A secure attachment to a primary caregiver is the most important aspect to developing a healthy and well balanced child. Unfortunately, there are many times when this attachment gets put on the back burner and the child is not afforded the chance to form a secure attachment. When this happens, a plethora of emotional and behavioral difficulties arise. Research suggests, “failure to form secure attachments early in life can have a negative impact on behavior in later childhood and throughout life. Children diagnosed with oppositional-defiant disorder (ODD), conduct disorder (CD) or post traumatic stress disorder (PTSD) frequently display attachment problems, often due to early abuse, neglect or trauma. Clinicians suggest that children adopted after the age of six months have a higher risk of attachment problems” (Cherry, 2006). With these attachment injuries present, parents usually find themselves in difficult situations that can seem impossible to get through. However, there is hope in helping children! Research shows that with the support of at least one consistent caregiver, children can learn to form new attachments and establish new found security in themselves and others.
What else about helping children?
The first thing to keep in mind when caring for children with attachment injuries is to take time to learn about the importance of attachment.For families dealing with attachment injuries in children, it is imperative to understand how early childhood experiences will shape a person for many years, including having lasting effects into their romantic relationships. When children learn that they cannot rely on a primary caregiver during their early years, they are not able to feel safe and secure. Though, when parents take an active role in educating themselves and/or using professionals to assist their family systems, they can better address the difficulties at hand.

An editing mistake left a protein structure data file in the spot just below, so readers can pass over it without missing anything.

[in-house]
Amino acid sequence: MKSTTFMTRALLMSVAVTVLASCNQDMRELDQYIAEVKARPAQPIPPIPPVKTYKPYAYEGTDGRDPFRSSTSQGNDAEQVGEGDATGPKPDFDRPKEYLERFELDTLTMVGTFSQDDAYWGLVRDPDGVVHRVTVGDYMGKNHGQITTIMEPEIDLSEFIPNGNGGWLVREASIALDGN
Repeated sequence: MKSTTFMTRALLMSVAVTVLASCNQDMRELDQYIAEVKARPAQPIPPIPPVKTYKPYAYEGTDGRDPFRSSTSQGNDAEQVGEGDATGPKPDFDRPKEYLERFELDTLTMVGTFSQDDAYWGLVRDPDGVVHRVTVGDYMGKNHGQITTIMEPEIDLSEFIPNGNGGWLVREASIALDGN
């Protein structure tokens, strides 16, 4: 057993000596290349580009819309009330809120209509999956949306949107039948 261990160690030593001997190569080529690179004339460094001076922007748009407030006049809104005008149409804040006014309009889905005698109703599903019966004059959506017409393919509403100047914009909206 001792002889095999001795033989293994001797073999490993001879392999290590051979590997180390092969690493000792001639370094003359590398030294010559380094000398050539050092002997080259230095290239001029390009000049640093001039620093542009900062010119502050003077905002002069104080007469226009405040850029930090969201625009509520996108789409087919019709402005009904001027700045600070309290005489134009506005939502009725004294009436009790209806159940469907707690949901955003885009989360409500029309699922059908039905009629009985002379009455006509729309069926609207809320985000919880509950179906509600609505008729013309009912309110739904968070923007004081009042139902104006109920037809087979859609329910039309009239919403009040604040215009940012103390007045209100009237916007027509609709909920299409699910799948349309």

Reparenting a hurt child is not for the faint of heart. It is takes time, patience and consistency. When helping children, the journey is long, but it can be immensely rewarding.
Below are a few books to support families in their journey to forming a secure attachment with their child.
Books below for helping children:
Reparenting the Child Who Hurts: For everyday parents looking to understand the impacts of trauma and attachment in childhood, this will be a beneficial read. The book addresses how usual parenting techniques are not always helpful for children who have experienced trauma and why they need to be parented differently. While utilizing a lens fit for foster care and adoptive children, parents find this book to be very helpful and down to earth.
A Secure Base: Parent-Child Attachment and Healthy Human Development: This book was written by John Bowlby and it address the importance of attachment as a whole. Bowlby addresses a variety of research and includes the different attachment styles, along with how to detect them in children. The book is theory heavy and incorporates several clinical studies for those interested in more research.
Attached at the Heart: This book is for couples looking to start a family and incorporate attachment based parenting principals. The book addresses several strategies to strengthen emotional bonds with your children, raise conscious children, and ways to form a strong attachment from the beginning.
Parenting the Hurt Child: For families who are involved with a hurt child in some way, shape or form, this book is for you. The author utilizes an adoption lens to address the importance of a strengthened attachment in childhood and what families can do to support their child in the journey to heal and grow.
For more on helping children, you can also view Three Things Every Child Needs.